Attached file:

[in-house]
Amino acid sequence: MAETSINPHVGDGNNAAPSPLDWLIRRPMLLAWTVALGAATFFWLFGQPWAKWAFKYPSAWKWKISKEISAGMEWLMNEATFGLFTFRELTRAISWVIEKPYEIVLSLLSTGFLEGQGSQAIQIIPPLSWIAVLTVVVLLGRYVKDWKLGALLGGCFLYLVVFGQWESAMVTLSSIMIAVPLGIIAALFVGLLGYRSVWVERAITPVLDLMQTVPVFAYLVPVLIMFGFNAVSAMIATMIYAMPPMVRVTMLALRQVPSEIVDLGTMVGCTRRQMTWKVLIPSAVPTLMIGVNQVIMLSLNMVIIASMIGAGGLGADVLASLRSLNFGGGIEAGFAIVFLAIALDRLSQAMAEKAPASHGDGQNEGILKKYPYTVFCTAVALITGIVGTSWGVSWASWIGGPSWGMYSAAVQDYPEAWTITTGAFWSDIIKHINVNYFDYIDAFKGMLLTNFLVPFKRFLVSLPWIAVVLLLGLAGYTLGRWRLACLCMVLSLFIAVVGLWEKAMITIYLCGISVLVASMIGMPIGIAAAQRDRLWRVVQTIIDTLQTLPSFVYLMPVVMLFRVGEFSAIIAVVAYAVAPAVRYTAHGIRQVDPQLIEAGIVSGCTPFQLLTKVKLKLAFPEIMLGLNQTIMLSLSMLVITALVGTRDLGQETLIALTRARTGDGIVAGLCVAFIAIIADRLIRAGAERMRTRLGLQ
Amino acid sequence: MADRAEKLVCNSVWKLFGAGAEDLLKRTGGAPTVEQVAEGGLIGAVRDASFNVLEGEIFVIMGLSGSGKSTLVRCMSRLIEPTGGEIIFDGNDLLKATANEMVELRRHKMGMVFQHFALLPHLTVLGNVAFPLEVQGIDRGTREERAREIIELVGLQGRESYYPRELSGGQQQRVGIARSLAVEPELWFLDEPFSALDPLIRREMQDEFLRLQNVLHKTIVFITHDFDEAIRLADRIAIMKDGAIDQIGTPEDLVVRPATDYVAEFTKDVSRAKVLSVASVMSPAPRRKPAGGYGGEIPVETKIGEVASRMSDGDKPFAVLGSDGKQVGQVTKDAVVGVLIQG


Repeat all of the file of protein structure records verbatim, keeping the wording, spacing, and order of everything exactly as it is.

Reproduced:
[in-house]
Amino acid sequence: MAETSINPHVGDGNNAAPSPLDWLIRRPMLLAWTVALGAATFFWLFGQPWAKWAFKYPSAWKWKISKEISAGMEWLMNEATFGLFTFRELTRAISWVIEKPYEIVLSLLSTGFLEGQGSQAIQIIPPLSWIAVLTVVVLLGRYVKDWKLGALLGGCFLYLVVFGQWESAMVTLSSIMIAVPLGIIAALFVGLLGYRSVWVERAITPVLDLMQTVPVFAYLVPVLIMFGFNAVSAMIATMIYAMPPMVRVTMLALRQVPSEIVDLGTMVGCTRRQMTWKVLIPSAVPTLMIGVNQVIMLSLNMVIIASMIGAGGLGADVLASLRSLNFGGGIEAGFAIVFLAIALDRLSQAMAEKAPASHGDGQNEGILKKYPYTVFCTAVALITGIVGTSWGVSWASWIGGPSWGMYSAAVQDYPEAWTITTGAFWSDIIKHINVNYFDYIDAFKGMLLTNFLVPFKRFLVSLPWIAVVLLLGLAGYTLGRWRLACLCMVLSLFIAVVGLWEKAMITIYLCGISVLVASMIGMPIGIAAAQRDRLWRVVQTIIDTLQTLPSFVYLMPVVMLFRVGEFSAIIAVVAYAVAPAVRYTAHGIRQVDPQLIEAGIVSGCTPFQLLTKVKLKLAFPEIMLGLNQTIMLSLSMLVITALVGTRDLGQETLIALTRARTGDGIVAGLCVAFIAIIADRLIRAGAERMRTRLGLQ
Amino acid sequence: MADRAEKLVCNSVWKLFGAGAEDLLKRTGGAPTVEQVAEGGLIGAVRDASFNVLEGEIFVIMGLSGSGKSTLVRCMSRLIEPTGGEIIFDGNDLLKATANEMVELRRHKMGMVFQHFALLPHLTVLGNVAFPLEVQGIDRGTREERAREIIELVGLQGRESYYPRELSGGQQQRVGIARSLAVEPELWFLDEPFSALDPLIRREMQDEFLRLQNVLHKTIVFITHDFDEAIRLADRIAIMKDGAIDQIGTPEDLVVRPATDYVAEFTKDVSRAKVLSVASVMSPAPRRKPAGGYGGEIPVETKIGEVASRMSDGDKPFAVLGSDGKQVGQVTKDAVVGVLIQG